It is our intent that the Science curriculum at Peover Superior Primary School should provide children with solid foundations for understanding the world around them. We aim to develop inquisitive and enthusiastic scientists who are excited and curious about natural phenomena. In each Science lesson, learners are encouraged to question as well as participate in or lead them own scientific enquiries. By the end of Key Stage Two, we aim for pupils to competently and confidently design their own enquiries. This is achieved through ‘working scientifically’ underpinning learning in Science with numerous opportunities for children to question, find patterns, notice similarities and differences, classify, make predictions, undertake fair and comparative tests and conclude their findings drawing upon their scientific knowledge and vocabulary. Children are taught the implications of science in the present day and in the future through learning about key scientists who have changed our world because of their discoveries, ideas, inventions and enquiries. Furthermore, each year children participate in Science Week activities which provide them with opportunities to witness first-hand the way in which Science is all around us.
We provide a broad and balanced curriculum which covers aspects of biology, chemistry and physics to prepare children for secondary school as well as the use of science in adult life. Through revisiting scientific topics and aspects of ‘working scientifically’, we ensure children progressively develop their knowledge, skills and understanding. Furthermore, we utilise other areas of the curriculum such as Mathematics and Physical Education to make effective and purposeful links as well as allowing children to apply their learning from other subjects.
Our curriculum is designed to:
- Develop children’s scientific knowledge and conceptual understanding through the specific disciplines of biology, chemistry and physics. Throughout their time at Peover Superior, children have opportunities to revisit and develop their knowledge of different aspects of the Science curriculum.
- Develop our pupils’ understanding of the nature, processes and methods of science through different types of scientific enquiries. Staff ensure that children are given experiences of a range of scientific enquiries to help them to answer scientific questions about the world around them.
- Elicit children’s ideas at the beginning and end of topics through pre and post-assessments – this provides teachers with a clear picture of children’s knowledge so misconceptions can be addressed and lessons can be pitched accordingly. Additionally, post-assessments show the progress pupils have made following a series of lessons. Pre and post-assessments are carried out in a variety of ways: discussions about concept maps and Explorify activities; self and peer-assessment; creation of mind maps; creation of retrieval cards and quizzes; presenting their knowledge to others; use of KWL (What I KNOW, what I WANT to know and what I have LEARNT) grids and observation and questioning when children plan, carry out and evaluate scientific enquiries. Children’s skills for working scientifically as well as conceptual understanding of scientific topics are focused upon during assessment tasks to ensure our pupils become well-rounded scientists by the end of Year 6.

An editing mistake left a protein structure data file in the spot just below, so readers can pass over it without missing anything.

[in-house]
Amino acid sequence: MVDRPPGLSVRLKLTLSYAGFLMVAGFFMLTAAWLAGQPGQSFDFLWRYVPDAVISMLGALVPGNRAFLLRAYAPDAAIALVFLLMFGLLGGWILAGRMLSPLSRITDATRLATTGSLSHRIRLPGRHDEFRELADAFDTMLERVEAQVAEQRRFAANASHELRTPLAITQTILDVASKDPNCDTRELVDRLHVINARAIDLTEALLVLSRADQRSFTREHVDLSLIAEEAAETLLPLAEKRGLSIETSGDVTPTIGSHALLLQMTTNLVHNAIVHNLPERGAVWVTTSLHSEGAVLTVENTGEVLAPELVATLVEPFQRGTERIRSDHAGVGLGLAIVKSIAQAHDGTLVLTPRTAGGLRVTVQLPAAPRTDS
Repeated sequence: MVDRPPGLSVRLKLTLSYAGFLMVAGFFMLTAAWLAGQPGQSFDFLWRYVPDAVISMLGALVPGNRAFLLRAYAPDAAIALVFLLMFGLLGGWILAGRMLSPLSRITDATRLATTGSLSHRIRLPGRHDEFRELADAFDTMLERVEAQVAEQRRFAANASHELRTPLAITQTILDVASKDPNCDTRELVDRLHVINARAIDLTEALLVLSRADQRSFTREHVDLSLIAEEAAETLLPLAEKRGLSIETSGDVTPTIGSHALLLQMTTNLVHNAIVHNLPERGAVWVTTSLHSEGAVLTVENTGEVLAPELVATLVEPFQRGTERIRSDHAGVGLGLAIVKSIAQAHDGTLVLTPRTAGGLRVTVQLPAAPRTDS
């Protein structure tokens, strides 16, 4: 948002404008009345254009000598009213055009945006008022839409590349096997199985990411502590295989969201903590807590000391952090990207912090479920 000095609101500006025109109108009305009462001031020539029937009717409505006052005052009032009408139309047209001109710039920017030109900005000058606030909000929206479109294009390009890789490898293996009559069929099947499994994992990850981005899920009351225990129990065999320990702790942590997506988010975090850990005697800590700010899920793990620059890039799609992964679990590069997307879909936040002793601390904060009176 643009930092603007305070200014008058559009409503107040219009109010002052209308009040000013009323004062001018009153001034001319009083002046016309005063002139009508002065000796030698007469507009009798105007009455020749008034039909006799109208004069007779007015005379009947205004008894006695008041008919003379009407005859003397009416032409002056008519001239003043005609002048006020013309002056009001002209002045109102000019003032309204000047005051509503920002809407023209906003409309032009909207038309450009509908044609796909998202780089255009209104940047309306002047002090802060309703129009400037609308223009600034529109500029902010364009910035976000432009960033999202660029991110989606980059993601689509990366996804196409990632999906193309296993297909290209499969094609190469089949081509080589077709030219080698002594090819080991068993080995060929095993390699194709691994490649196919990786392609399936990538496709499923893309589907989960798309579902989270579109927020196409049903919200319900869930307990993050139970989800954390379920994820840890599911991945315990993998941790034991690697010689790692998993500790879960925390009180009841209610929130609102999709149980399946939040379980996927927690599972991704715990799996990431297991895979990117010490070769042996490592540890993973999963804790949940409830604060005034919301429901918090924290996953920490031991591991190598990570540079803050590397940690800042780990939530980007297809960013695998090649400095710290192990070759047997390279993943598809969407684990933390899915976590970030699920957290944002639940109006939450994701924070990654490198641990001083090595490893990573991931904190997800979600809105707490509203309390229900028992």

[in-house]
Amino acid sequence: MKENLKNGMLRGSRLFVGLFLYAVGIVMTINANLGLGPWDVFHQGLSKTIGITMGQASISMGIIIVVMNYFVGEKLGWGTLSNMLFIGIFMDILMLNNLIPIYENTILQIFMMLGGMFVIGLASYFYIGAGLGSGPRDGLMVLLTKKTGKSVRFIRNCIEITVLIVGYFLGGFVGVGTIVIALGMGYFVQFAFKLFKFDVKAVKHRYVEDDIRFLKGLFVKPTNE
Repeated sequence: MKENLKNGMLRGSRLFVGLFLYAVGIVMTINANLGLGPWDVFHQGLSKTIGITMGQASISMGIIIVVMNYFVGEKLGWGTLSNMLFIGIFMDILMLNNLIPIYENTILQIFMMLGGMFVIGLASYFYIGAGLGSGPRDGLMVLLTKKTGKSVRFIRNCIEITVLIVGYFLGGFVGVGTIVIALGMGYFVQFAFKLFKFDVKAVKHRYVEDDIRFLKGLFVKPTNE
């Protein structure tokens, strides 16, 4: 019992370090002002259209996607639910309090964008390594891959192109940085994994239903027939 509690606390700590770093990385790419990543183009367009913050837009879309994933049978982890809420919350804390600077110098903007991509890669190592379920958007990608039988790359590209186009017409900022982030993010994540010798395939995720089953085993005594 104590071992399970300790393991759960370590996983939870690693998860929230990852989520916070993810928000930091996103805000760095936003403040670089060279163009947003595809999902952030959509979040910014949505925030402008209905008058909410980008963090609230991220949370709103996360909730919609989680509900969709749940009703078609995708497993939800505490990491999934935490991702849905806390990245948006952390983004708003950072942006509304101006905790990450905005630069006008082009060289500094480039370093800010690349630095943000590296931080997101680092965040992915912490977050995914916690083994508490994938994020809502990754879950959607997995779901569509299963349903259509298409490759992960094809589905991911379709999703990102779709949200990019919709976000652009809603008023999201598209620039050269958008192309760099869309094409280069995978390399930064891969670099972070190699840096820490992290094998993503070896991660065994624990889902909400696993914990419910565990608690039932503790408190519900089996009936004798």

- Ensure the Science Lead makes use of the TAPs Science Assessment: School Self-Evaluation Tool so that there is effective monitoring of pupil progress:
- Ensure staff are secure when assessing children through the use of https://pstt.org.uk/resources/curriculum-materials/assessment. This supports teachers to plan assessment opportunities and decide whether children are working towards, working at and working at greater depth for their year group expectations. There are regular opportunities for teachers to participate in moderation during staff meetings to align their judgements.
- Develop children’s knowledge of key scientists who have changed our world through linking scientific disciplines to associated scientists, for example: children find out about Isaac Newton when learning about gravity.
- Ensure children are equipped with the scientific knowledge required to understand the uses and implications of science, today and for the future.
- Ensure children use scientific vocabulary accurately and precisely, both orally and in writing. The vocabulary children are expected to use at each age and stage is planned into the curriculum to ensure teaching staff use the expected terminology with their pupils.
- Use STEM activities to provide children with opportunities to apply their knowledge and skills from other subjects to Science and vice versa.
- Provide opportunities for pupils to apply their mathematics skills with statistics to collect, present and analyse their data in Science.
- Ensure children have at least 60 minutes of Science each week in Key Stage One and at least 90 minutes of Science each week in Key Stage Two.
- Provide staff with professional development opportunities to ensure their teaching pedagogy for Science is effective, secure and reflects research findings by the Education Endowment Foundation (EEF).
During the pupils’ first year at school, children at Peover Superior are regularly guided to make sense of the physical world around them. A range of fiction and non-fiction texts are chosen carefully to enhance children’s understanding of our ecologically diverse world as well developing their vocabulary when talking about the world around them. From the beginning of their time in EYFS, children are encouraged to widen their scientific vocabulary and use the correct terminology when discussing the patterns, changes, similarities and differences in their immediate environment as well making comparisons between their immediate environment to differing environments. Educational visits are utilised effectively to foster children’s interest in the world around them – museums, zoos, parks, woodlands, forests and coastal areas are among the visits planned to develop children’s knowledge of the world and the animals and plants living in it.
The EYFS environment provides children with numerous opportunities to develop as scientists. The water trough is available for children to experiment which objects float and which sink. Furthermore, children regularly participate in nature walks which involve their senses and encourage them to consider the changes in their environment during the different seasons. Children learn about life cycles of plants and animals through observing different stages of a seed growing and eggs hatching. There are opportunities planned for children to learn about their own body parts and songs are used to support this. During their time in EYFS, children are given opportunities to touch, make things out of and build with different materials. Whilst doing so, children are asked questions about the suitability of such materials and whether other materials could be used for the same purposes.